Israeli gas stations to swap Better Place car batteries

Electric-car services company Better Place forges ahead with plan to install tens of thousands of charging stations and battery-switching locations in Israel by next year.

Electric-car services company Better Place has announced deals in Israel with corporate fleet operators and a gas station company, steps toward launching a nationwide network for all-electric cars next year.

Ninety-two companies in Israel plan to host charging stations for Better Place electric cars, the company said Sunday, and a gas station operator will host battery switching stations.

A charging point for electric vehicles in Israel. Better Place

With the deals in place and support from the Israeli government, Better Place projects that it will be operating a nationwide network of thousands of charging stations by 2011, according to reports.

During a press conference, Israel-born Better Place CEO Shai Agassi predicted that by 2020 there will be more electric cars sold in Israel than gasoline cars. The deal with corporate fleet operators translates into over half the fleet cars in the country, he told Reuters.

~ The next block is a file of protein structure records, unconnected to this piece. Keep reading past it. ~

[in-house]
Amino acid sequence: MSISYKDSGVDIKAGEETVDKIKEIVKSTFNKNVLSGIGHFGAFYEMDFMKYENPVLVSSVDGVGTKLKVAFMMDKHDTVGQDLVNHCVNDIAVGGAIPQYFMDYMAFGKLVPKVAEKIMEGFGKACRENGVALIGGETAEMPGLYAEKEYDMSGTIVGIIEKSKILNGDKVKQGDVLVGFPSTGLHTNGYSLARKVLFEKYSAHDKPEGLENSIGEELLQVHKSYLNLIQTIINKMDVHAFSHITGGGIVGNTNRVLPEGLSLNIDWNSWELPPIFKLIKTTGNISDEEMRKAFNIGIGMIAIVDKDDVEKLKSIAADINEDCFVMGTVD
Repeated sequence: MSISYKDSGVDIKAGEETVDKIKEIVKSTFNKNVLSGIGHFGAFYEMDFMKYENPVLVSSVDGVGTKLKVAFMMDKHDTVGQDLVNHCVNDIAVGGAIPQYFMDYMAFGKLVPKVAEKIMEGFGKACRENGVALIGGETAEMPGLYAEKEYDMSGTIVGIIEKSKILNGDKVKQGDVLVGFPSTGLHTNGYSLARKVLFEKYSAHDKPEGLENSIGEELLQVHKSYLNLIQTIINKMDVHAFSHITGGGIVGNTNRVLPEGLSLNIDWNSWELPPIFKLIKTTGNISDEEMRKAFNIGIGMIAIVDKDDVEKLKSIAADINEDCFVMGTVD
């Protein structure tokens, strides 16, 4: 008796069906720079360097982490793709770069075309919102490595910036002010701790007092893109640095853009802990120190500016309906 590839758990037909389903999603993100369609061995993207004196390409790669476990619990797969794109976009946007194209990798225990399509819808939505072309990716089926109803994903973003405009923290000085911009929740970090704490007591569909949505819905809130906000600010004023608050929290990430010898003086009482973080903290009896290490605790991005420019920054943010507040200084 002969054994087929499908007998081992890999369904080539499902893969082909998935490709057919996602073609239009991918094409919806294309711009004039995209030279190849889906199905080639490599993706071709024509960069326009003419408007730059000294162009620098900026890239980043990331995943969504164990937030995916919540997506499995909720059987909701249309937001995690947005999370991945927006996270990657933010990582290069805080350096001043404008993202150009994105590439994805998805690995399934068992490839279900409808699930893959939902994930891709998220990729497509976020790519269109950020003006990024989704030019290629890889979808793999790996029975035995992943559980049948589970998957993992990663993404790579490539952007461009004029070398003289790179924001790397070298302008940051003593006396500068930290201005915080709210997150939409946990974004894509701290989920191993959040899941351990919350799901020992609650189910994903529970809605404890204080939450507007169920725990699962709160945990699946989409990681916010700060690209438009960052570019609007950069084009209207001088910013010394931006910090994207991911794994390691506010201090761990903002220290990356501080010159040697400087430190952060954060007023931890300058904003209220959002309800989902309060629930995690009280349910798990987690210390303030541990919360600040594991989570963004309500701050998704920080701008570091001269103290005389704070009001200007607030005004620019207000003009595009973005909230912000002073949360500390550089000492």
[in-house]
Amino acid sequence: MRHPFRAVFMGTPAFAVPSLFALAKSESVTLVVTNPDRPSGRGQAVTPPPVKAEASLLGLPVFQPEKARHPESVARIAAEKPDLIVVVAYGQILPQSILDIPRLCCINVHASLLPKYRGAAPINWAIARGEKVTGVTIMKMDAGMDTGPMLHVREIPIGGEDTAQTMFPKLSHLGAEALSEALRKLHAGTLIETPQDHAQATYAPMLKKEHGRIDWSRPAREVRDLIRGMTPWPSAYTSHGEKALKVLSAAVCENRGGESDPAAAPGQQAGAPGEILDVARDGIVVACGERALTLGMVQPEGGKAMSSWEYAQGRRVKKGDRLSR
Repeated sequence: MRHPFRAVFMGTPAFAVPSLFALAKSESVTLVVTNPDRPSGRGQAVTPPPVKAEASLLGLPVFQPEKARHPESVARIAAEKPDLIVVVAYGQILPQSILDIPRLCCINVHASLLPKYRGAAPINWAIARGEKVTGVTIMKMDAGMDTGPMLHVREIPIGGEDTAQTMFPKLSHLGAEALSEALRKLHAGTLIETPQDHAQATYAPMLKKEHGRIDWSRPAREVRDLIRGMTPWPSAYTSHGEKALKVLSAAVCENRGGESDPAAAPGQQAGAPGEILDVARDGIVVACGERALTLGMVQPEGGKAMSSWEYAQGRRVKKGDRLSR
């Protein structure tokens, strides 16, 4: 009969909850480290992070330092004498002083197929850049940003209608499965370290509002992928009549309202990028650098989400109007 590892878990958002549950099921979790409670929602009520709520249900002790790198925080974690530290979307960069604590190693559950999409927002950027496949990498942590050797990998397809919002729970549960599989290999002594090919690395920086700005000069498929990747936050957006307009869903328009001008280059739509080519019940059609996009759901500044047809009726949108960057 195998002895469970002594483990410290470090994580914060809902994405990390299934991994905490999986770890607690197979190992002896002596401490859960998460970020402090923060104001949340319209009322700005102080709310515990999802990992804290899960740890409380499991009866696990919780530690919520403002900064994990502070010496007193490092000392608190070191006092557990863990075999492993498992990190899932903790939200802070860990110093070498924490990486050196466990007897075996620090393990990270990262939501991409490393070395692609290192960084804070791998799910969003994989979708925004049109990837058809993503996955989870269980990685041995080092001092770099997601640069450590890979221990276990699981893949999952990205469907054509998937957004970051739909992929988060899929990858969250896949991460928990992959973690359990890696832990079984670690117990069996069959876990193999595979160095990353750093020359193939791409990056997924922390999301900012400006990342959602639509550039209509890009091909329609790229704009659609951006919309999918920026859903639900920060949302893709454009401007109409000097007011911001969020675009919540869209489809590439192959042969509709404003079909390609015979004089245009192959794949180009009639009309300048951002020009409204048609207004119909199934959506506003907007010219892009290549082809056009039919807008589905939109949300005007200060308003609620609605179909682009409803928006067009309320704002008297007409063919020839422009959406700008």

Better Place's business model is to provide driving plans for electric vehicle owners, roughly analogous to mobile phone plans. A person or company can purchase a certain number of driving miles per month for a fee and refill batteries at home and at corporate charging stations. They can also swap out batteries, which are owned by Better Place, for fresh ones.

It has signed on Renault Nissan which will manufacture cars with swappable batteries and a driving range of about 100 miles. Earlier this month, Better Place raised $350 million to expand into Israel, Denmark, and other locations--an investment led by bank HSBC.

Better Place has not signed on any other carmakers, and many people have questioned whether its business model will work, particularly in the U.S. where driving distances can be longer than in other countries.

By contrast, its business is better suited for Israel, where there is a strong national interest to reduce oil imports, many people drive corporate cars, and there is a small geography to work within.

Also on Sunday, the company said it will open a demonstration facility, which includes a driving track and displays to explain how how the electric charging network will operate.

 

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